4. To say that cellaring is a waste of time and pointless is the same as saying that all RIS', barleywines, etc should always be cellared. Both statements are dumb on account of being too black and white.

    I would wholeheartedly support the notion that cellaring beer is unnecessary. A beer should be ready to drink upon its release. If it's not, it's not a good beer. That being said, a beer will continue to develop, and depending on the style this could provide a different drinking experience that some will consider better. But if the beer is unsuitable to cellar, its 'developing' will be simply degradation.
  5. Good analysis. If a beer is good- it will be enjoyed fresh. A cellared beer will "provide a different drinking experience". Sometimes that experience will improve the taste, and other times a fresher tasting is better.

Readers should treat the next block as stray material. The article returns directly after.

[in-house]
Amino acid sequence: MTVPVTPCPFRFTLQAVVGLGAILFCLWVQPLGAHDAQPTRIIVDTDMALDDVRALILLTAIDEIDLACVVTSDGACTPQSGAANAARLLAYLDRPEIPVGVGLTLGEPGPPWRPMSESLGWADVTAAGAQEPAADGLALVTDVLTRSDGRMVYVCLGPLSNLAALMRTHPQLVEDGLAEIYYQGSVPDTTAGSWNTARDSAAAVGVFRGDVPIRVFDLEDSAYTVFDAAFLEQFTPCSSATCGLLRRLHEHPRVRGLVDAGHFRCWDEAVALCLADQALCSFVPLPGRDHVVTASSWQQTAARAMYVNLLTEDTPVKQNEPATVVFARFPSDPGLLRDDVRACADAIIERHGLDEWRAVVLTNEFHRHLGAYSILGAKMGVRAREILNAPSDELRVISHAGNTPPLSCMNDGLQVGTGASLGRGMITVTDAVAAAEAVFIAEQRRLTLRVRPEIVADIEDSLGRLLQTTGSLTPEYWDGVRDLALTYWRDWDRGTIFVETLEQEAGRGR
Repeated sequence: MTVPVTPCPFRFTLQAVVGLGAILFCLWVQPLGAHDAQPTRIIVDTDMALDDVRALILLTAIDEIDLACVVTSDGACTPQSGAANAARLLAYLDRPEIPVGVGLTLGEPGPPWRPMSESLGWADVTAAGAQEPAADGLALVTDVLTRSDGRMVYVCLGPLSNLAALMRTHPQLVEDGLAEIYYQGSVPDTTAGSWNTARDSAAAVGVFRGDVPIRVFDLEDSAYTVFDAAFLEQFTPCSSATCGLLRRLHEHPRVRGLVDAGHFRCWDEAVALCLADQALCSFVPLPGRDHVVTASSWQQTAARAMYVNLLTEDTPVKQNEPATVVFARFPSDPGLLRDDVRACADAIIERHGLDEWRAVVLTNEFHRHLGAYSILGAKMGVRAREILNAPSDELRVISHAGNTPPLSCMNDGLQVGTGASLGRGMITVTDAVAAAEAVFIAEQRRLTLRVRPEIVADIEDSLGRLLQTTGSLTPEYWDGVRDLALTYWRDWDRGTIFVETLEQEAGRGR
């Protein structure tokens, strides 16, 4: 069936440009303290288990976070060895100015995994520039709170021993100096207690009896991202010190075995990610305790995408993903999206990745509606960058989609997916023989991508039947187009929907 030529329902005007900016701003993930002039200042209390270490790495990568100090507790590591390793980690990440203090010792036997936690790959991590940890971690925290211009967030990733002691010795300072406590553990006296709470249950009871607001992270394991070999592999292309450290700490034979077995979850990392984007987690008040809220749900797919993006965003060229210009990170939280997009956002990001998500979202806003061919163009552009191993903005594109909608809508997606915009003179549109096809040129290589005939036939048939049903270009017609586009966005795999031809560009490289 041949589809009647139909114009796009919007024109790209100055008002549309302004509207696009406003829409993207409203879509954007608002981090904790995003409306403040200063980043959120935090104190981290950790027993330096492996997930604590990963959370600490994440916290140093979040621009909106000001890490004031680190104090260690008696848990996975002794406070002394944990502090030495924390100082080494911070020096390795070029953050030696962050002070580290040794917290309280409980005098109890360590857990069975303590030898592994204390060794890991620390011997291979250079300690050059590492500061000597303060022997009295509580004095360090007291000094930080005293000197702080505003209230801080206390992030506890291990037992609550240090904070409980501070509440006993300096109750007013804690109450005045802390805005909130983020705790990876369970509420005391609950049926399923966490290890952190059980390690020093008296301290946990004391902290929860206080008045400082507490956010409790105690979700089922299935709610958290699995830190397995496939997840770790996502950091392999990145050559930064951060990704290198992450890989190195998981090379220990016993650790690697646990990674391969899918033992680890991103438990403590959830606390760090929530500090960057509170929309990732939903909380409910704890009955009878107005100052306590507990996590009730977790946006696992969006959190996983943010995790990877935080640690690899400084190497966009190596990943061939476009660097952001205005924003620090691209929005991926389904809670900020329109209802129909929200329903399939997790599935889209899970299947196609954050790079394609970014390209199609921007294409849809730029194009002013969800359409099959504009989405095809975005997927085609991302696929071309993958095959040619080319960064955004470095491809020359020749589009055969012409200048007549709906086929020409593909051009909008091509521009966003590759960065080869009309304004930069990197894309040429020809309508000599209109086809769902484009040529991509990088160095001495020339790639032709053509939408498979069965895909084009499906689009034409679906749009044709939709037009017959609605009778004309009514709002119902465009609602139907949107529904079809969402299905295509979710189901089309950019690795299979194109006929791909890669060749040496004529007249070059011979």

sjjn likes this.
  6. SFACRKnight

    SFACRKnight Advocate (605) Colorado Jan 20, 2012

    Here's the thing, there are so many one off beers that a person may want to save for a special occasion I feel that a person needs to have an idea on how to preserve these beers. Sometimes aging the beer to see how it changes is the last reason to keep a cellar.
  7. Conventional wisdom may mislead us into thinking that it is better to cellar a beer than
    drink it fresh. Cellaring isn't a sure bet for a better beer down the road, and it shouldn't deter us from
    drinking beer fresh.
    EyePeeAyBryan, claaark13 and jedwards like this.